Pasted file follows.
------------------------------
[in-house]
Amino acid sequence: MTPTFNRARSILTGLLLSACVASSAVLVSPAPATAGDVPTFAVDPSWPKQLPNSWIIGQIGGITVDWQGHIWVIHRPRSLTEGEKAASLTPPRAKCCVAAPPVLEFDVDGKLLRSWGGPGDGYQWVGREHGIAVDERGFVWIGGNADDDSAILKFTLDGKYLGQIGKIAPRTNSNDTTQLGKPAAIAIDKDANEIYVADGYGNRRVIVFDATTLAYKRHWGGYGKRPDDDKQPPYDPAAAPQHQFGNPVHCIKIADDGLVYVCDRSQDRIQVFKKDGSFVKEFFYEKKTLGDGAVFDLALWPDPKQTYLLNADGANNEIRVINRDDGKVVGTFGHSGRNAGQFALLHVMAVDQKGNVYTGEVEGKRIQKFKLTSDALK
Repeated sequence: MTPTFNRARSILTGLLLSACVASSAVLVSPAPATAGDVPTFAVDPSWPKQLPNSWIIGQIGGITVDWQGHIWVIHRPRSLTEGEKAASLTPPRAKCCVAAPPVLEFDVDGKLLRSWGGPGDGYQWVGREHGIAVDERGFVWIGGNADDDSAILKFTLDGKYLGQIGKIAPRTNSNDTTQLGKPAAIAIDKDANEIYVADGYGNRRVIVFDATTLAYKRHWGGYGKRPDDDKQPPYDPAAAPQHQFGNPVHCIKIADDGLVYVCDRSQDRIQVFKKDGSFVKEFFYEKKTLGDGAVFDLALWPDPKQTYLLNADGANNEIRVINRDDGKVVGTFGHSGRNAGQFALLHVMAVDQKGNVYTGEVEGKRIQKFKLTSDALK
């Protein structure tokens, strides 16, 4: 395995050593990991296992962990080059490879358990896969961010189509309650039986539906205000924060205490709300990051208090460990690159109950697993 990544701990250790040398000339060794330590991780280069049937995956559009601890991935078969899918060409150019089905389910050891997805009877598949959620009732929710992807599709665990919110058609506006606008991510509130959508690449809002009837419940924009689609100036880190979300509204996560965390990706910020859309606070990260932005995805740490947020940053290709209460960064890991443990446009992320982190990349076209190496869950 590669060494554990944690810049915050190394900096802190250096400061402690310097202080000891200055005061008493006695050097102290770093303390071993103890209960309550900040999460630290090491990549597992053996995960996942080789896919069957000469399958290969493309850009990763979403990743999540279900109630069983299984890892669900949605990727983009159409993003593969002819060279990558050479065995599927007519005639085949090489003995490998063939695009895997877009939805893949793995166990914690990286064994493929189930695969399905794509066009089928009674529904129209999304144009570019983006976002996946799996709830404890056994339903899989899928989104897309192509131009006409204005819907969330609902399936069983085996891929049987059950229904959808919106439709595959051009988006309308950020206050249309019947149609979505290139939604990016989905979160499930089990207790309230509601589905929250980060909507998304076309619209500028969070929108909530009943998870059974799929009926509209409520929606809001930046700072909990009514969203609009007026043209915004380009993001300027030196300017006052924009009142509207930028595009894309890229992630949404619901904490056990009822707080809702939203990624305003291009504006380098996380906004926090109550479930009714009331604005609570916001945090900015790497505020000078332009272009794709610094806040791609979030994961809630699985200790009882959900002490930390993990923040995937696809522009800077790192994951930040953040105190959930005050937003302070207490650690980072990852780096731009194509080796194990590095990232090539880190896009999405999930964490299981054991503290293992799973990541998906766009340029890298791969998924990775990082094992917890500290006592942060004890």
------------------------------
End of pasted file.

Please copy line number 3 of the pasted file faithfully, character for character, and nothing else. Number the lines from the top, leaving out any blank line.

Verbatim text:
Repeated sequence: MTPTFNRARSILTGLLLSACVASSAVLVSPAPATAGDVPTFAVDPSWPKQLPNSWIIGQIGGITVDWQGHIWVIHRPRSLTEGEKAASLTPPRAKCCVAAPPVLEFDVDGKLLRSWGGPGDGYQWVGREHGIAVDERGFVWIGGNADDDSAILKFTLDGKYLGQIGKIAPRTNSNDTTQLGKPAAIAIDKDANEIYVADGYGNRRVIVFDATTLAYKRHWGGYGKRPDDDKQPPYDPAAAPQHQFGNPVHCIKIADDGLVYVCDRSQDRIQVFKKDGSFVKEFFYEKKTLGDGAVFDLALWPDPKQTYLLNADGANNEIRVINRDDGKVVGTFGHSGRNAGQFALLHVMAVDQKGNVYTGEVEGKRIQKFKLTSDALK